Children are routinely thought of as our future and take a symbolic place in our culture when considering innocence, hope and imagination. But we also have a societal tendency to demonise children – especially teenagers – for their lack of adherence to social norms and a will to push against dominant narratives of how things should be.
Listening to children and valuing their experiences is rarely a core consideration for policymakers. Yet doing so has benefits for all. For children, it can help develop self-esteem, enhance their understanding of the world, and give a greater appreciation for democracy. And for policymakers, listening to children opens opportunities to create processes and systems that respond to the needs of our most vulnerable citizens; it creates opportunities to see policy problems from a new angle; and can also help us take a more imaginative approach to our aims.
The instrumental benefits and intrinsic value of listening to children are such that they are recognised by the United Nations. The UK signed up to the UN Convention on the Rights of the Child (UNCRC) in 1991, and this gives all people below the age of 18 additional rights to adults. It is governed by core principles of seeking to balance ‘provision, protection and participation’ for all, and includes a commitment to non-discrimination, acting in the best interests of the child, and ensuring an adequate standard of living for all. Among these rights is also Article 12: the right of children to participate in all matters that affect them.
The nations of the UK differ in their approach to children’s human rights, with the UK government noting commitment and seeking to implement the UNCRC across a range of mostly child-centred services through policy. Meanwhile, Wales has integrated the UNCRC into their own law in as far as their devolution settlement allows, and Scotland is currently awaiting royal ascent on a bill that enshrines the UNCRC fully into Scottish law. These changes in the devolved administrations help to make it clear that children’s rights and needs are not only the domain of child-focused services, but all services that have any impact upon them.
To give an example of children’s exclusion from policymaking and the impacts, I turn to town planning. Over the last 50 years, there have been dramatic increases in the amount of traffic on our roads, which significant evidence shows is reducing the will of parents and carers to allow children to roam local neighbourhoods by themselves. For example, recent research by professor Helen Dodd showed that on average children in the UK are only allowed to play out by themselves from age 11, which is two years older than their parent’s generation.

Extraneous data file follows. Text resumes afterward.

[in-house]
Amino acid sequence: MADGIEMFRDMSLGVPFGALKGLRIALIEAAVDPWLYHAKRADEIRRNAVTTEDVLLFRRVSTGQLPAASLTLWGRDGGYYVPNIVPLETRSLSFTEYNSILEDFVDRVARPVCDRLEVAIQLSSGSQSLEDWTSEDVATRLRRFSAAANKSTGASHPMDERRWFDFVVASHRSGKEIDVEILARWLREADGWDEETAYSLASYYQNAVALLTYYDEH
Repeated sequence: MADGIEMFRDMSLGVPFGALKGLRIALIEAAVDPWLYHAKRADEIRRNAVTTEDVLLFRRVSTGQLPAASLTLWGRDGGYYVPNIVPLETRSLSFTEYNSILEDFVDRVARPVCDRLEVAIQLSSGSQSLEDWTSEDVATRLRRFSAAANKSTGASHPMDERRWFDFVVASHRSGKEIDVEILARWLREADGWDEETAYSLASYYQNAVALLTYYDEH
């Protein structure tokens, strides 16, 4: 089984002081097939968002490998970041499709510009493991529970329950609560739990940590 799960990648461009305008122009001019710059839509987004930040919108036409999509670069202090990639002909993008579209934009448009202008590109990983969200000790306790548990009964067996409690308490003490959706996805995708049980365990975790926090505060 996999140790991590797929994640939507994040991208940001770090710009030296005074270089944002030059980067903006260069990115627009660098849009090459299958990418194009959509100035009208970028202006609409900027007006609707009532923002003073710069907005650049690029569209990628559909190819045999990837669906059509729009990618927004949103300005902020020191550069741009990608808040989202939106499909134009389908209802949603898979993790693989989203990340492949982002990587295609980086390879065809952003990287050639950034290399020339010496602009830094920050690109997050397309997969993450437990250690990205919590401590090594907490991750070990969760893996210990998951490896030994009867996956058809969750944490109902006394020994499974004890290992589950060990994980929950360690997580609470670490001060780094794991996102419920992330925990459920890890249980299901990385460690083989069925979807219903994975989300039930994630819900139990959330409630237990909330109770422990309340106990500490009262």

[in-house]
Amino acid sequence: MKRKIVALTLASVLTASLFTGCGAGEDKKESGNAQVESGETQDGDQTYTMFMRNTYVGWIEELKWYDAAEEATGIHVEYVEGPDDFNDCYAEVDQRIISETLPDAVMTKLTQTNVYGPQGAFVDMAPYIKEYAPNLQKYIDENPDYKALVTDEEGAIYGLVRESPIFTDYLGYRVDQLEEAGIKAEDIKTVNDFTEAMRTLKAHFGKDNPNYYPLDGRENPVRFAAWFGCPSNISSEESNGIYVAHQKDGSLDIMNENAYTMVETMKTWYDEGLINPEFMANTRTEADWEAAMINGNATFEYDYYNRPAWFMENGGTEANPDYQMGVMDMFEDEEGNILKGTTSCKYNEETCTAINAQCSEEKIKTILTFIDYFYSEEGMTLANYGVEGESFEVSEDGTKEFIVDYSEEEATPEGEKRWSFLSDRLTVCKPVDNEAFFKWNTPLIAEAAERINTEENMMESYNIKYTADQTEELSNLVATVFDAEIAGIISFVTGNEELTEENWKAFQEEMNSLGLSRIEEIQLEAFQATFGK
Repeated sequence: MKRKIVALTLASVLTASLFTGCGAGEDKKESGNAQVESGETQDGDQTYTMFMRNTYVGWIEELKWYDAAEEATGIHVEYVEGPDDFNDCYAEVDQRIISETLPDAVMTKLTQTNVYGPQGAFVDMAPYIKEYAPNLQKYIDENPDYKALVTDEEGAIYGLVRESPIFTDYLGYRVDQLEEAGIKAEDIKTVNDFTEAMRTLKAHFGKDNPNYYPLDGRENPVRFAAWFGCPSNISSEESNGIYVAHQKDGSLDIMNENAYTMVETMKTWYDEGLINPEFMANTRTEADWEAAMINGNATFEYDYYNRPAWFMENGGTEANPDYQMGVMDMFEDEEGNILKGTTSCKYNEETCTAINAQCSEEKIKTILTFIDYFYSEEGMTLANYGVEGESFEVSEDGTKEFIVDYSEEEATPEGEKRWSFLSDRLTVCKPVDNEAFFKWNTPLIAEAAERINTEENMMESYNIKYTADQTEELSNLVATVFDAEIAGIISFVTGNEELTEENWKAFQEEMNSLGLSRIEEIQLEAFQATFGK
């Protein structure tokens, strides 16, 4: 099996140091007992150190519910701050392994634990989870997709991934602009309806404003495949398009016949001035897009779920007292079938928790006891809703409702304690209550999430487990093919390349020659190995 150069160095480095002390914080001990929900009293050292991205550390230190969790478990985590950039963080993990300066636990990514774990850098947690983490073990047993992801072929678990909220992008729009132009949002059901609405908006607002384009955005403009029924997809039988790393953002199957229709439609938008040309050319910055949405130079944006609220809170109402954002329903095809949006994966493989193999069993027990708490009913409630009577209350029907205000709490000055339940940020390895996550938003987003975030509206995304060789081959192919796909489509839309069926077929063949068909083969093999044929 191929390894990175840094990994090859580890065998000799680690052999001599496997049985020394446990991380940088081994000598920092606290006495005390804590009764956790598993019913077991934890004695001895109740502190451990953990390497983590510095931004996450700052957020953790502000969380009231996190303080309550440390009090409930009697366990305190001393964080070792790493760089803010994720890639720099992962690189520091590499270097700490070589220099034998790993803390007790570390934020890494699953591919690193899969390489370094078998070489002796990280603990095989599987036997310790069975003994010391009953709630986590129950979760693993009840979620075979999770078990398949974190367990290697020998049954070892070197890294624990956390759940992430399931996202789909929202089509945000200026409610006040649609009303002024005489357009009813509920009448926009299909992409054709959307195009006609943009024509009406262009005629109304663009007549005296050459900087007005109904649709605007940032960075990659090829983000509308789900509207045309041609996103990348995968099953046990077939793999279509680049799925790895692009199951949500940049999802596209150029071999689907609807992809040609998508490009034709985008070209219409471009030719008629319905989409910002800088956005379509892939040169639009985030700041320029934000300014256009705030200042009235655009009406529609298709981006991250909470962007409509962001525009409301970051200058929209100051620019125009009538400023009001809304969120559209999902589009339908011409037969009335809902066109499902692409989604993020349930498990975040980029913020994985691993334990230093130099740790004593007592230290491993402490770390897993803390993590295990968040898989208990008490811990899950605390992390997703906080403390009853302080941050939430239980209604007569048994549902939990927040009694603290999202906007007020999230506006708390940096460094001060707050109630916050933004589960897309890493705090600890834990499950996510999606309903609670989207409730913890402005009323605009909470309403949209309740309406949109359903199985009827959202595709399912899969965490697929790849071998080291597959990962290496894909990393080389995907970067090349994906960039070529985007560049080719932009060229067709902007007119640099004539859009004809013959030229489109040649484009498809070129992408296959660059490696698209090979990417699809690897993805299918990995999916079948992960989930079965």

When children are asked about their favourite places to play, the playground is rarely their first choice. Most adults will also often agree that they favoured places other than the playground when they were children: parks, woods, riverbanks, fields and beaches were the places that captured imagination. Adults are more likely to favour order and efficiency in public space, while children are more likely to be comfortable with informality and unstructured activity that provides ample opportunity for exploration.
Policy that does not take children’s views into account perpetuates these exclusions and misunderstandings of what children really need. It also contributes to environments that favour adult priorities, such as efficient road networks, over children’s priorities, like safe spaces for unstructured play in the neighbourhood street. This can leave children feeling disempowered, discouraged, inactive and dependent on the adults around them.
Another example is children’s education. During the Covid-19 pandemic, schools have closed on and off for around a year and children have been unexpectedly thrust into a world of remote learning and limited social interaction. While we routinely read about the impacts of this on children from the perspective of parents, teachers, and a range of experts, we rarely see reporting that highlights the perspectives of children themselves. Meanwhile, a participatory study I co-led with children and young people across Scotland – #ScotYouthandCovid – has uncovered ideas for small changes that could make a big difference to their lives in terms of education and access to outdoor spaces, as well as ideas for a post-pandemic future that prioritises mental health, addresses climate change and tackles inequality.
Bringing children’s views into policymaking requires us to do things differently, recognise the expertise children have in their own experience, and make a commitment to really listen. This involves methods of participation that are sensitive to the existing understanding and capabilities of children, rather than expecting them to give views in an adult-oriented system. While this can be quite a change for policymakers, there are a wealth of resources available from the third sector and academia to assist in different situations. The expertise of child and youth service professionals can also be drawn upon to ensure children are brought into policy discussions in a fair and authentic way. Giving children the space to participate in policymaking is thus paramount for improving our understanding of their needs and recognising their competence as social agents with valuable experiences, perspectives, and insights. It will ultimately benefit all of us.